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About The Production
The mako shark is a highly prized sport fish; while not as infamous as the great white, the mako is known for its speed and maneuverability in the water, clocking in at more than 60 miles per hour

The mako shark is a highly prized sport fish; while not as infamous as the great white, the mako is known for its speed and maneuverability in the water, clocking in at more than 60 miles per hour. They are aggressive in temperament and have a capacity for consuming large prey. The gestation period for the mako shark is approximately 12 months. The gestation period for a feature film script with genetically altered mako sharks -- about four years.

In late 1994, the producing team of Alan Riche and Tony Ludwig received a script that had been written on speculation, and they remember, "We got this great script about sharks and we hadn't read or heard of anything like it…well, since 'Jaws.' Only in that film, the shark was in its own environment. In 'Deep Blue Sea,' through a series of occurrences, the sharks are now in our environment. So the basic premise is what if these monsters were suddenly stalking us where we live."

Riche adds, "The shark is the archetype of that which lurks below our consciousness. There's an ancient fear here."

The producers brought the script to Warner Bros. The project, as it lay on the page, was an ambitious one -- a modern day horror tale about a group of scientists attempting to survive attacks from the genetically-engineered sharks they created -- that required state-of-the-art effects (animatronics and CGI), as well as a studio facility that could accommodate the film's massive floating and submerged sets. The script also called for a young, athletic cast that could meet the physical demands of the diving and stunts. And perhaps most importantly, the project needed to be helmed by a director adept at the larger-than-life fireworks and scale of an all-stops-out action picture.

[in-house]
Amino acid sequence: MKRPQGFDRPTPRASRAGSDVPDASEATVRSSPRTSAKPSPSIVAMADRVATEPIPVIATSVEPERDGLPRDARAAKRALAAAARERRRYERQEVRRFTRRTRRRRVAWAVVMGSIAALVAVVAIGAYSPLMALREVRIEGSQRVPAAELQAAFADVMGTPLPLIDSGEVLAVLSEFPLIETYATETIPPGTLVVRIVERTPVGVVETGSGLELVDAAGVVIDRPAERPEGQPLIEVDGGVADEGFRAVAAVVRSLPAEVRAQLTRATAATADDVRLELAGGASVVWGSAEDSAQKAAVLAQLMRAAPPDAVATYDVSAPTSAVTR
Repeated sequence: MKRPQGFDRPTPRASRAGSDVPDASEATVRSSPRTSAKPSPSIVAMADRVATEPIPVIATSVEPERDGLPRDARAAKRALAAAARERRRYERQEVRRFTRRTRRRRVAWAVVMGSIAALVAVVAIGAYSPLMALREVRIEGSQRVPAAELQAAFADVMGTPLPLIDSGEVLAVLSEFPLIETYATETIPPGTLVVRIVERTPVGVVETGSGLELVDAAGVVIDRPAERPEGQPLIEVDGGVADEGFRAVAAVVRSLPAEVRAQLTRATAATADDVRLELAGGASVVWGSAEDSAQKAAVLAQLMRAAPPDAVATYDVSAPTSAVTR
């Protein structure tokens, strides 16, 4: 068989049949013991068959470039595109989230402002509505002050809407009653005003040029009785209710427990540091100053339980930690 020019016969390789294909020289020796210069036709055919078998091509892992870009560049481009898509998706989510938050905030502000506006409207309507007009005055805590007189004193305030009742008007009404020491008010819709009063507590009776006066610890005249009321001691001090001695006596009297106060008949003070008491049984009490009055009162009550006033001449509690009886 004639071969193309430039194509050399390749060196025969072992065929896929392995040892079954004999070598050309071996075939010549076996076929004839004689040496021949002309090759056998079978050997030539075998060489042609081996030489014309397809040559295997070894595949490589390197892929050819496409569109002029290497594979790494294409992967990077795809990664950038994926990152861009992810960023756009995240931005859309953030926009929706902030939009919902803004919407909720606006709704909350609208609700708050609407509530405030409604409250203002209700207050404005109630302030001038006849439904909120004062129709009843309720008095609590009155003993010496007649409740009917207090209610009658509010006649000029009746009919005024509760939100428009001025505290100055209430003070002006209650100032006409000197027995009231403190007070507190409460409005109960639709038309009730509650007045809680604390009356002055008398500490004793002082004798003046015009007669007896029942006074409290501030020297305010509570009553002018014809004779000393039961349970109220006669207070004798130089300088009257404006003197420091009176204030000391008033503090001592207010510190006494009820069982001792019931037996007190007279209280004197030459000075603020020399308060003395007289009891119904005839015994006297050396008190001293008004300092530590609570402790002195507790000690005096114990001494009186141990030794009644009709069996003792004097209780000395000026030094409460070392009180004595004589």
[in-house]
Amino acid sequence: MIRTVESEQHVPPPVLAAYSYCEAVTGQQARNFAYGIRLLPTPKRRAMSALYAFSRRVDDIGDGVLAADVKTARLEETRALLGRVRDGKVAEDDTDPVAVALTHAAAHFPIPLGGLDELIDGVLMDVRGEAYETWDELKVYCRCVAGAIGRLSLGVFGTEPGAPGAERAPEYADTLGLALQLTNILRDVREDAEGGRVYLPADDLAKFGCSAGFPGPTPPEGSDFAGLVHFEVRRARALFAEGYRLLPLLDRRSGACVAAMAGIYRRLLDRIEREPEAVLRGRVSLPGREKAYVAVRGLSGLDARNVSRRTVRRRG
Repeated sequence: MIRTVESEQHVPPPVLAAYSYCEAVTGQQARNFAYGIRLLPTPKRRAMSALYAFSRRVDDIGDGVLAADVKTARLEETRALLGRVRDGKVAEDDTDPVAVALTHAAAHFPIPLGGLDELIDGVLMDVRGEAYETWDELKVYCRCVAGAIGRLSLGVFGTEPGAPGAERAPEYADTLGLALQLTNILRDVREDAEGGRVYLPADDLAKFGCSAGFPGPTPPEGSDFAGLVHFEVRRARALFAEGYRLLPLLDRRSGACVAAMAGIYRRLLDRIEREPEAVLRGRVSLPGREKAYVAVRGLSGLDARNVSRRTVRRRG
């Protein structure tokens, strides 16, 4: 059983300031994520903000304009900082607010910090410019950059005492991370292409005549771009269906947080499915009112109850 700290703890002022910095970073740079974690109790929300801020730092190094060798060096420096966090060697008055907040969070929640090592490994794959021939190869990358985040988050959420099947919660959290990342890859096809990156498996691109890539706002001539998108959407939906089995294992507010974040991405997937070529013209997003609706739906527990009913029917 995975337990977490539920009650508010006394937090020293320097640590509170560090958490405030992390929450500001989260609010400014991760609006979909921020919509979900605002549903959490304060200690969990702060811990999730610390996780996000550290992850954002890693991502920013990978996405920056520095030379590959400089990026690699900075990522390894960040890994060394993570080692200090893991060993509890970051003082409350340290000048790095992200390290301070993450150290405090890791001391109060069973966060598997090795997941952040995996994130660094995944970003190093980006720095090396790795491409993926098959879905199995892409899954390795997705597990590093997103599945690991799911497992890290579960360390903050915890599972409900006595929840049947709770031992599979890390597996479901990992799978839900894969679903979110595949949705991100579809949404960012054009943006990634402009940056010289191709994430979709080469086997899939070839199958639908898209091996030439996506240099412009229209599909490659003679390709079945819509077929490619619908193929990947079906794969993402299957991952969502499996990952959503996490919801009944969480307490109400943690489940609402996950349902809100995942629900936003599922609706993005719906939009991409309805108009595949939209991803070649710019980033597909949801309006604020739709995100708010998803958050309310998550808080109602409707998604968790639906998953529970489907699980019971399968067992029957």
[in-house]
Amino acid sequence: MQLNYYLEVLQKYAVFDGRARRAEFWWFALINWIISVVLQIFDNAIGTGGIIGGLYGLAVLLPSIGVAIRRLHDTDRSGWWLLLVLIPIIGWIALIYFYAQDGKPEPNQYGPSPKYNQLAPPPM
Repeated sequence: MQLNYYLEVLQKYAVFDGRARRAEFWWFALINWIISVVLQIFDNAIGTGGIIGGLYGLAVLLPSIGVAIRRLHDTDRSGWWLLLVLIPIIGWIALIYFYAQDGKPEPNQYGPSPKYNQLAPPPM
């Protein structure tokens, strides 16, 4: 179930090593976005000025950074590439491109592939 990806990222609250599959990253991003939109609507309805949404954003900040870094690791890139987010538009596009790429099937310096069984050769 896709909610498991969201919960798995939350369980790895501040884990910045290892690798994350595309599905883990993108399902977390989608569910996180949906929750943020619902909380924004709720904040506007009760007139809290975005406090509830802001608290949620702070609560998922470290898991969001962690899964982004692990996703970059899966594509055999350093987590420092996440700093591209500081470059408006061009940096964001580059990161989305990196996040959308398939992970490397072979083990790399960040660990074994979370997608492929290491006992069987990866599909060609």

"It took about 2 years to get to the point where we knew we could get the right picture made," offers Ludwig, "and it really had less to do with what we were doing and more to do with the technology that had been created. In a confluence of events, 'Titanic' was just beginning to be developed, and Fox Baja Studios was being built for that movie. The 'Free Willy' series of pictures had become hugely successful utilizing constantly refined computer-driven animatronic technology. It was those two events, coupled with the development of this picture -- all of it working at the same time -- that brought us to the point where we could begin 'Deep Blue Sea.'"

Writer/producer Akiva Goldsman was approached by Warner Bros. to come aboard for development and remembers, "Up until that point, doing a shark picture meant heads above the water and underwater POV shots of flailing hands and feet -- that's limiting. But what we had was a story of a sinking facility. People aren't just dog-paddling or swimming away from sharks. You have people running, half-submerged in water, leaping onto shelves and scaling walls with sharks nipping at their feet in pursuit. It's scary and interesting and takes advantage of the kind of technologies that weren't available until quite recently."

Another turning point for the picture was the availability of acclaimed action director Renny Harlin who offered, according to Riche and Ludwig, "the idea of somebody who can grasp huge concepts and, at the same time, intimate, suspenseful drama, bringing all of that huge scope down to the human level. How are these humans operating? How are they reacting to this large

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